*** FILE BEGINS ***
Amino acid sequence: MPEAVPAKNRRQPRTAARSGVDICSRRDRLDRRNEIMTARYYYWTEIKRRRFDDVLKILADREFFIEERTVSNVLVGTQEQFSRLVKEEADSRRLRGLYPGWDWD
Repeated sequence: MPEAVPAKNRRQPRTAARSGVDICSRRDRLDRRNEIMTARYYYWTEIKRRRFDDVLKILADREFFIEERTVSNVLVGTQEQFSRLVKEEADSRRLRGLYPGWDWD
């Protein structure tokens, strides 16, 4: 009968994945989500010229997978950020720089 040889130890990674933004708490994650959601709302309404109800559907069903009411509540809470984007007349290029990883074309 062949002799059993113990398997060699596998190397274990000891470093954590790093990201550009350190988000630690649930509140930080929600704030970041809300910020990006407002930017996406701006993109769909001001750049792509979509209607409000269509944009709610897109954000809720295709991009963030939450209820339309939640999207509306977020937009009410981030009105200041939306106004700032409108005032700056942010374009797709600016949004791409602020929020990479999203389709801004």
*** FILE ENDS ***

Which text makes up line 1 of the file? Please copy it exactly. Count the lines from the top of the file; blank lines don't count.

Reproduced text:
Amino acid sequence: MPEAVPAKNRRQPRTAARSGVDICSRRDRLDRRNEIMTARYYYWTEIKRRRFDDVLKILADREFFIEERTVSNVLVGTQEQFSRLVKEEADSRRLRGLYPGWDWD